Officials celebrated in 2022 when University Health System announced that it would bring a second hospital to the South Side. But a year later, in May 2023, the Texas Vista Medical Center permanently closed. Many on the South Side were already traveling 40 minutes or more north to the Medical Center to see specialists or for major medical issues. Now, emergency rooms and more routine procedures will be limited as well.

Prior to 2014, Gonzalez might not have noticed the disparity much. At age 31, she was a healthy working mother of four, working in maintenance for a movie theater and local businesses. She was team mom for her kids’ sports teams, and regularly undertook home improvement projects.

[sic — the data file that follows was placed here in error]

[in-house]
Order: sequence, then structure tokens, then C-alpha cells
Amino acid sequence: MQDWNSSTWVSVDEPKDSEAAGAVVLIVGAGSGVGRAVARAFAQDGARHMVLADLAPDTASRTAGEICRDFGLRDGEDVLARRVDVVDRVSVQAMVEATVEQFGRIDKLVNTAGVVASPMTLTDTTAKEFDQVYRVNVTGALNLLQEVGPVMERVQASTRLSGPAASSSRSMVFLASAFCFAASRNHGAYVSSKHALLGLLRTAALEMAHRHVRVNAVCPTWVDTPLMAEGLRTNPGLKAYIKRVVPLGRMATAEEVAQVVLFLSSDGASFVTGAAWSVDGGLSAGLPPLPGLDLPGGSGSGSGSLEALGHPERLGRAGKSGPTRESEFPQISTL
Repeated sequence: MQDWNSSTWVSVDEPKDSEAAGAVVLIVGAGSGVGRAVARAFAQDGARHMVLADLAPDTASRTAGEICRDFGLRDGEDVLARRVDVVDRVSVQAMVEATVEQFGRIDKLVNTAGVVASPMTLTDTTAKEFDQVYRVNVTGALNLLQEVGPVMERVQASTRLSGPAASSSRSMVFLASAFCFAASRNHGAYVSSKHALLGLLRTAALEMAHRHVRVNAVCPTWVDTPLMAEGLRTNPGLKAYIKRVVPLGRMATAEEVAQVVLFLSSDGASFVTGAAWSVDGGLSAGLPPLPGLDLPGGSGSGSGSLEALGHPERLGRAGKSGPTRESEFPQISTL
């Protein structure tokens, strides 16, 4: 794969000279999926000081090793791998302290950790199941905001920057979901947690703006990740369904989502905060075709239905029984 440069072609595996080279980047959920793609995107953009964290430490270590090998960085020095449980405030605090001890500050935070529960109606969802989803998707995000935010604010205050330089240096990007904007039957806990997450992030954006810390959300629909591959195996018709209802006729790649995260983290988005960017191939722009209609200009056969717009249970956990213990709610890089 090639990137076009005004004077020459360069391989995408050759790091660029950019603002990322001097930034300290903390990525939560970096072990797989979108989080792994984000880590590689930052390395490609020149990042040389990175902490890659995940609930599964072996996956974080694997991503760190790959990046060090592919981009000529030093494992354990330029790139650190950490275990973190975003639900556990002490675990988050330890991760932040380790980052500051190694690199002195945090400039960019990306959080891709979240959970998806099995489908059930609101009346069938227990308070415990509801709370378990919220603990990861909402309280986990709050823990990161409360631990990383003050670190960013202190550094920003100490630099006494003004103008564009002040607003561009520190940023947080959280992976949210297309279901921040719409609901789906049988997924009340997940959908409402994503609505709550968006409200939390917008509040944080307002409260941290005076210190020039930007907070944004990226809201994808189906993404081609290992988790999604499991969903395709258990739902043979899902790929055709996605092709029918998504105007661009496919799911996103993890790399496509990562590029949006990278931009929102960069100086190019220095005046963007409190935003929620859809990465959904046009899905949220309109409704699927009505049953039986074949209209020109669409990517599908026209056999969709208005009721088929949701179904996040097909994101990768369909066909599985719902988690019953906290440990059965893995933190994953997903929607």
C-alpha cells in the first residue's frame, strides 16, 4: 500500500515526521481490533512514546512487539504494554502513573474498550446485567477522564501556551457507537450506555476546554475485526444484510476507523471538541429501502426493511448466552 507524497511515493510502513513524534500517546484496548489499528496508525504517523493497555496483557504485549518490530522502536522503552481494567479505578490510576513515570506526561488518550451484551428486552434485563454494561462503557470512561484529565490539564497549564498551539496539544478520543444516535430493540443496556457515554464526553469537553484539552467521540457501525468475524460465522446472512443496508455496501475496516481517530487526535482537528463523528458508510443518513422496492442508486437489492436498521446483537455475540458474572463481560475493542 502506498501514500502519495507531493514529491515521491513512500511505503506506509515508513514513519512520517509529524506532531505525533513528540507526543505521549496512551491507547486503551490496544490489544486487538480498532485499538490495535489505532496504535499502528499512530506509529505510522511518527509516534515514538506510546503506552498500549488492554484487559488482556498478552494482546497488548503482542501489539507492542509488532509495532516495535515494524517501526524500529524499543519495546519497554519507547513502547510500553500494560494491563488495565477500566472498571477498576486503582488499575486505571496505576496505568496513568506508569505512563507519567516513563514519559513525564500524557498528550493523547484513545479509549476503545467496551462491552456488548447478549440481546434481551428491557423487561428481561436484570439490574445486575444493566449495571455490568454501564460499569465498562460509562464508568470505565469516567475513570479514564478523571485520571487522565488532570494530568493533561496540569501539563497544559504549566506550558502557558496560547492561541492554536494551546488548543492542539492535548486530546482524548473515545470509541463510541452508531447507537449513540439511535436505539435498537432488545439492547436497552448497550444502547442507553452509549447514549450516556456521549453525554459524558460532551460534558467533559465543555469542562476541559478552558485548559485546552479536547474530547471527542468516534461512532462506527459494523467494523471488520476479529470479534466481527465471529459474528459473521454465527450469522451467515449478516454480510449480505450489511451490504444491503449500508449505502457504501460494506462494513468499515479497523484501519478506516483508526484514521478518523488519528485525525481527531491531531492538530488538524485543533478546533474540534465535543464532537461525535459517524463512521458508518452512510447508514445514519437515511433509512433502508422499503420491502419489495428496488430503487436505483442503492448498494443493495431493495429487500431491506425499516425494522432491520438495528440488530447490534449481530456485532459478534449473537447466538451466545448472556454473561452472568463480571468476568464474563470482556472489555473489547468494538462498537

When she started feeling run down, at first it seemed almost natural. But then the exhaustion started to take over, like an insatiable ghost absorbing her energy. She cut back her shifts, stopped volunteering, and slept … a lot. Some mornings her husband couldn’t wake her up, which was their first sign that something more than just motherhood was zapping Gonzalez’s energy.

“I went from being completely healthy to not being able to do anything,” she said.

Then she passed out while driving, just managing to coast to a stop in the median. When she woke up, she drove straight to the hospital, where a doctor told her in no uncertain terms that she needed a pacemaker, and she needed it soon.

A normal resting heart rate is 60 to 100 beats per minute. Hers hovered in the 40s while moving, dropping in the 20s when she slept. One day, the doctor warned, she wouldn’t wake up.